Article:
Governor Joe Piscopo? Comedian eyes run in New Jersey
NEW BRUNSWICK, N.J. (AP) - Joe Piscopo's Frank Sinatra impression, made famous from his days on "Saturday Night Live," has gotten an update. It's no longer "New York, New York," but "NJ, NJ," the actor, standup comic and potential 2017 Republican candidate for governor is now crooning. Piscopo performed the updated song - lyrics included "my New York and Philly blues are melting away" - at a recent charity event for the Boys and Girls Club in New Jersey, where his flirtation with running for governor to succeed incumbent Republican Chris Christie when his term ends in 2018 is out in the open.


Advocates call Alabama execution an 'avoidable disaster'
ATMORE, Ala. (AP) - Defenders of a condemned inmate in Alabama are calling his execution an "avoidable disaster," but the state prison commissioner says there was no visible evidence that he suffered during a lethal injection. Death row inmate Ronald Bert Smith Jr. coughed, and his upper body heaved repeatedly, for the first 13 minutes of the procedure as he was being sedated, and his arms appeared to move slightly after two tests were administered to determine consciousness. Smith's attorneys, who watched the execution said in a Friday statement said the movements show that he "was not anesthetized at any point during the agonizingly long procedure." Alabama's Corrections Commissioner Jeff Dunn disputes the assessment that Smith was in pain, saying Alabama properly followed a lethal injection protocol that has been upheld by the courts.


Recounts bring Stein publicity that eluded her on the trail
Long before presidential recounts crossed her mind, trash dumping and mercury contamination pushed Jill Stein into politics. Stein, a physician, joined a 1990s movement to shut down or better regulate mercury-polluting incinerators in Massachusetts. She authored papers on child neurological damage and spoke at public gatherings. She testified at hearings as a medical expert. Massachusetts eventually enacted strict limits on mercury emissions, and a few incinerators closed. But Stein had begun to see the system as set up to block change, and when the Green Party recruited her to run for governor in 2002, she took the chance. "I was part of a very frustrated public health initiative, and then the Green Party came to me and said, 'Why don't you run for office?'" Stein said in an October interview with The Associated Press.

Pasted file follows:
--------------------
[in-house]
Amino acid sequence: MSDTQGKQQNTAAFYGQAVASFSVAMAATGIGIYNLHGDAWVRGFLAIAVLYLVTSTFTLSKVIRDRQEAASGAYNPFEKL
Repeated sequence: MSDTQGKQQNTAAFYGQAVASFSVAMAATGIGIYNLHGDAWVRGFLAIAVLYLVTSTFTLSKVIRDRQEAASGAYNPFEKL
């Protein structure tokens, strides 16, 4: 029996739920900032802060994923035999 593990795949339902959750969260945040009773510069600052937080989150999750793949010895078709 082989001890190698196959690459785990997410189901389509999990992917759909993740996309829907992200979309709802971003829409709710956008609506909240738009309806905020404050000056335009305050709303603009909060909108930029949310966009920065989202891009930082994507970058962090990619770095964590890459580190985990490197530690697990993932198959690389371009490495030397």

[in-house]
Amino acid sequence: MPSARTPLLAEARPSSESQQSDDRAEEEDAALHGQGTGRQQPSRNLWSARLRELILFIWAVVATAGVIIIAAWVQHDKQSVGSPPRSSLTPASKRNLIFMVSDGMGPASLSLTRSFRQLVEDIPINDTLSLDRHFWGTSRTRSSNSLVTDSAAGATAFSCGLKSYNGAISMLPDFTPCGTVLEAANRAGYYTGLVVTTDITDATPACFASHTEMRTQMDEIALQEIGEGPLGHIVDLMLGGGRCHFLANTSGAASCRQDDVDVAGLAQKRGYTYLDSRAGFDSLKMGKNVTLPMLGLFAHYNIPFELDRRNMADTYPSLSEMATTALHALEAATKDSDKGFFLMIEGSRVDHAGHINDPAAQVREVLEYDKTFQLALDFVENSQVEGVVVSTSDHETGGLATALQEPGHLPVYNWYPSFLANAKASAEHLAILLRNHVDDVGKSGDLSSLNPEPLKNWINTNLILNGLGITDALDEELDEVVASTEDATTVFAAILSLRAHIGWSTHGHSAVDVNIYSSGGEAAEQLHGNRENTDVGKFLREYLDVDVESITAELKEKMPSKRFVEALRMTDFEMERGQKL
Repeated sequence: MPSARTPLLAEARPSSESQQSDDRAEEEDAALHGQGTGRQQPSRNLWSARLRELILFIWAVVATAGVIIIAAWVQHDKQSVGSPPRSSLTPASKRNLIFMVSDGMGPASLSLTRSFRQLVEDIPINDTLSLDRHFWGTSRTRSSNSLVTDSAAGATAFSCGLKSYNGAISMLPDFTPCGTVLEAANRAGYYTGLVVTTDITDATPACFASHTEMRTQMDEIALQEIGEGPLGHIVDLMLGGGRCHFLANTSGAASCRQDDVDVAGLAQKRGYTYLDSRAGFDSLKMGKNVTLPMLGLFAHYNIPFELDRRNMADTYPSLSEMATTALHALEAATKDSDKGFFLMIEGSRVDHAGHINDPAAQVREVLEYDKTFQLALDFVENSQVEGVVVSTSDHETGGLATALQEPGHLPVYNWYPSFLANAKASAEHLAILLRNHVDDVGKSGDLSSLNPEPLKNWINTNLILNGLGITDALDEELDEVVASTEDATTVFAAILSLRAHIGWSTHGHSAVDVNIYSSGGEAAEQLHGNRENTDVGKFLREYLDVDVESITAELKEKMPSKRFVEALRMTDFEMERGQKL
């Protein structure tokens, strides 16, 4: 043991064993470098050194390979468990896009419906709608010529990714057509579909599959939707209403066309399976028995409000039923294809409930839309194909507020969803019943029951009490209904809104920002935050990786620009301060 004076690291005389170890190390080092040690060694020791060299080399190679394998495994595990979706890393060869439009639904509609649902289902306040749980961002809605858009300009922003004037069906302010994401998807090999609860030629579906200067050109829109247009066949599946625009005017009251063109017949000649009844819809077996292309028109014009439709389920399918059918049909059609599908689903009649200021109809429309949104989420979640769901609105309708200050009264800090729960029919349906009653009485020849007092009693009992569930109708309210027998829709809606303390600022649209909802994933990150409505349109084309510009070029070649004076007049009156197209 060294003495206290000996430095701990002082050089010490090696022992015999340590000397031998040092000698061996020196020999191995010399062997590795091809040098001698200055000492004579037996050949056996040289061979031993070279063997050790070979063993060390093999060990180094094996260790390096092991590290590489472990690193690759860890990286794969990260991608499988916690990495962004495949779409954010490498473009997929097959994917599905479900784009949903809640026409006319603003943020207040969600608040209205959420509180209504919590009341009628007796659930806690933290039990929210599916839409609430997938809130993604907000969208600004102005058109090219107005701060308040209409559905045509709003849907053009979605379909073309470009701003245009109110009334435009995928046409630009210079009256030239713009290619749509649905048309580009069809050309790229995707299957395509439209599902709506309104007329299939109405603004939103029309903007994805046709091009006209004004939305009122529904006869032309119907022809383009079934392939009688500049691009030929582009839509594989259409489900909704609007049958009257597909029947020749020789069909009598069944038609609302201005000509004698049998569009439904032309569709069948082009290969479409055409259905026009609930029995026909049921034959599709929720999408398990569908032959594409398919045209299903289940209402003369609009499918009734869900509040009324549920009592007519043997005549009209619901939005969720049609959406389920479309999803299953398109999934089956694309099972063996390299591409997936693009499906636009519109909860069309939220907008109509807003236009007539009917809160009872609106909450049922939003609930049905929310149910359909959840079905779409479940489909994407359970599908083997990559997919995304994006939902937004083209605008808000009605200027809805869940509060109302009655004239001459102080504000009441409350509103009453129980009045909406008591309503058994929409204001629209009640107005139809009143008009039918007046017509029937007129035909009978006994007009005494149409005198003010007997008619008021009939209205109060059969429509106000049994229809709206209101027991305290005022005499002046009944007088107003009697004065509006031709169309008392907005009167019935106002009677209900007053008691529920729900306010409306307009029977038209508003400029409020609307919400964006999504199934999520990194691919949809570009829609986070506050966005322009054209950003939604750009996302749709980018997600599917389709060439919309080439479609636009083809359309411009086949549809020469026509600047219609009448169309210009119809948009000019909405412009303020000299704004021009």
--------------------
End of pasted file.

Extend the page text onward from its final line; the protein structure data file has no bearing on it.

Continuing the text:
Non-OPEC oil producers to cut output 558,000 barrels a day
VIENNA (AP) - OPEC has persuaded 11 non-member oil producers to cut production in an attempt to raise the low prices that have squeezed government finances in resource-dependent countries. Qatari Energy Minister Mohammed bin Saleh al-Sada, OPEC's president, said Saturday that non-members agreed to cut 558,000 barrels per day, less than the 600,000 barrels a day that OPEC had hoped for. Those non-member cuts come on top of an OPEC decision Nov. 30 to reduce member output by 1.2 million barrels a day. Saudi oil minister Khalid Al-Falih called Saturday's deal "historic" and said it would stabilize the market through next year and encourage industry investment.


Former Major League pitcher becomes police officer
ELIZABETH, N.J. (AP) - A former Major League Baseball pitcher has hung up his jersey and become a police officer. Anthony Varvaro graduated from the Port Authority of New York and New Jersey police academy on Friday. He was a relief pitcher for the Boston Red Sox, Atlanta Braves and Seattle Mariners from 2010 to 2015. He went 7-9 in six seasons before an arm injury sidelined him for most of 2015. The 32-year-old from New York graduated in a ceremony in Elizabeth along with 79 others. The Port Authority Police Department patrols the New York region's airports, tunnels, bridges and a transit system.